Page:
It’s been an exciting few months for Charlie McAvoy.
The Boston Bruins’ first pick (14th overall) in the 2016 NHL Draft has been a part of some big-stage hockey games in recent months, including a march to the gold medal with Team USA at the world junior championship and during his time at Boston University.
However, none of those games could compare to Wednesday night, when the 19-year-old defenseman made his NHL debut in Game 1 of Boston’s first-round Stanley Cup playoffs series against the Ottawa Senators.
McAvoy’s NHL debut was due in large part to thin depth on the Bruins’ blue line. After Torey Krug (lower body) and Brandon Carlo (concussion) went down with injuries, McAvoy’s signing of an entry-level contract with the B’s on April 10 made it apparent that he’d soon see ice time on the professional level.
However, it remained unknown just how involved McAvoy would be for the Bruins heading into Wednesday night at Canadian Tire Centre. But after Boston’s impressive 2-1 victory in Game 1, one thing became clear: McAvoy is here to play.
In his first ever NHL game, McAvoy logged the second-most time on ice for the B’s (24:11), just behind Zdeno Chara (25:32), who made his NHL debut 32 days before McAvoy was born. The young blueliner also was heavily featured on the Bruins’ power play, where he’d demonstrate his puck-distributing abilities.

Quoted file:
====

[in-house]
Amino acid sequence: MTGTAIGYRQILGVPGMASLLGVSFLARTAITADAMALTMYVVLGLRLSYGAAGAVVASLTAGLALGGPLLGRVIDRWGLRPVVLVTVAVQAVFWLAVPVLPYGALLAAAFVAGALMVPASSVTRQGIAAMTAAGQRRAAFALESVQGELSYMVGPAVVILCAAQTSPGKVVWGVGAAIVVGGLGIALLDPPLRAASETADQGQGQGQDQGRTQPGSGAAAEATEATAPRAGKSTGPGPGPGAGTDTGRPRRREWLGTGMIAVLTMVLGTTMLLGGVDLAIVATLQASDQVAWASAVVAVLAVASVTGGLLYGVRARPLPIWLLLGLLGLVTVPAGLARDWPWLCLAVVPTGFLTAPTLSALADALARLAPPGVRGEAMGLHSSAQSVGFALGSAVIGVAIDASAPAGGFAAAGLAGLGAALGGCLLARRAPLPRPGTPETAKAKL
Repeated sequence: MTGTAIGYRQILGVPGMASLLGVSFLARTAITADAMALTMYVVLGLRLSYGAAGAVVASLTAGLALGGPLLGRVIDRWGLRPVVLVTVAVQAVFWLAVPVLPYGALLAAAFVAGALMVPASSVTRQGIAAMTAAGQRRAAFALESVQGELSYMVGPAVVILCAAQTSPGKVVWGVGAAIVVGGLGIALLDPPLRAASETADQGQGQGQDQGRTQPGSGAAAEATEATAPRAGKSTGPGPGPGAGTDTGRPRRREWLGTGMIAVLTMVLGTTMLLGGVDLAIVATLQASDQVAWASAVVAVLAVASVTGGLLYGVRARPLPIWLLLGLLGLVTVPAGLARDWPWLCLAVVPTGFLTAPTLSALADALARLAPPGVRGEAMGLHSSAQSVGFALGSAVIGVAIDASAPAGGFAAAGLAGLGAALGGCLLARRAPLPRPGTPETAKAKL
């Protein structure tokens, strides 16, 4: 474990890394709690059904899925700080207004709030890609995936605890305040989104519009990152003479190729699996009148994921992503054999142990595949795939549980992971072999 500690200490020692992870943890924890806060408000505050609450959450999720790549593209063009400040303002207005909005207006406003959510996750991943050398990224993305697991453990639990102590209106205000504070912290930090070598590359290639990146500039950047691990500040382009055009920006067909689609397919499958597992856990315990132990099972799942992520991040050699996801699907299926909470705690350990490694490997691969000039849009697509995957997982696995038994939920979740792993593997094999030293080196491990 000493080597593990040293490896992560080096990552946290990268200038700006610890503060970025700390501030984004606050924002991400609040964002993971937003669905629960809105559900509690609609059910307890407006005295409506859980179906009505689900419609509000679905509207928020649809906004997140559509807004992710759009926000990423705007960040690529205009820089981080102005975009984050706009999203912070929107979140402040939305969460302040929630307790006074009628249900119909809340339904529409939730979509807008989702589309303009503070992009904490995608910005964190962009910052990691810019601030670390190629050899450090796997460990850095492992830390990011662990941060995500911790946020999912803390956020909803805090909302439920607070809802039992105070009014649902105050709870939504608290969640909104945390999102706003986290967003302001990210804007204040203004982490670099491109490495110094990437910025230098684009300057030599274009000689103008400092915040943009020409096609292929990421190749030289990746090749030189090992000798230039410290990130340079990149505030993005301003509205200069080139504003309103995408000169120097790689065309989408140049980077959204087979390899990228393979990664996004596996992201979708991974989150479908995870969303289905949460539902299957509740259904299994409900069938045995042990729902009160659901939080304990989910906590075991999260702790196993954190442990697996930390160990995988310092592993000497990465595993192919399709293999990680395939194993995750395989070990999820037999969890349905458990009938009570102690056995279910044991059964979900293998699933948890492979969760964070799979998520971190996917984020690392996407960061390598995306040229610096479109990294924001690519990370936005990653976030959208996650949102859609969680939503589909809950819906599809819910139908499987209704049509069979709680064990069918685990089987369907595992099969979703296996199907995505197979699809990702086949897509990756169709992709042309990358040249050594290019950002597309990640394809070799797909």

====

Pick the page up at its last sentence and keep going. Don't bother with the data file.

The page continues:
The most notable takeaway from McAvoy’s debut was his poise and composure. Inexperienced and playing on the grand stage that is the Stanley Cup playoffs, he still maintained a sense of belonging throughout the contest. After he got settled in and the game progressed, it was hard to remember that he’s still a teenager.
While McAvoy’s offensive skills have been touted, his defensive showing had to have been a pleasant surprise for the Bruins. In his first game against bigger, faster and stronger competition, McAvoy hung tough against veteran forwards such as Kyle Turris and Bobby Ryan. While Ottawa had to have viewed McAvoy as an area to target going into Wednesday night, it soon learned the rookie can compete at the highest level.
The Bruins must be thrilled with McAvoy’s performance, especially considering the circumstances. In addition to Krug and Carlo’s injuries, Colin Miller exited Game 1 in the second period after colliding knee-to-knee with Senators defenseman Mark Borowiecki. With an already hobbled defensive unit, McAvoy provided a much-needed lift for Boston.
While Krug, Carlo and Miller’s statuses still are unclear, it’s hard to imagine head coach Bruce Cassidy removing McAvoy from the lineup anytime soon. His abilities on both ends of the ice are too valuable to put to waste, which was all but confirmed Wednesday.
Yes, it was just one game, but it usually takes NHL newcomers quite some time to get adjusted to the professional level. The fact that McAvoy excelled in his first NHL game, in the Stanley Cup playoffs no less, is a great sign for the Bruins.
Thumbnail photo via NHL TV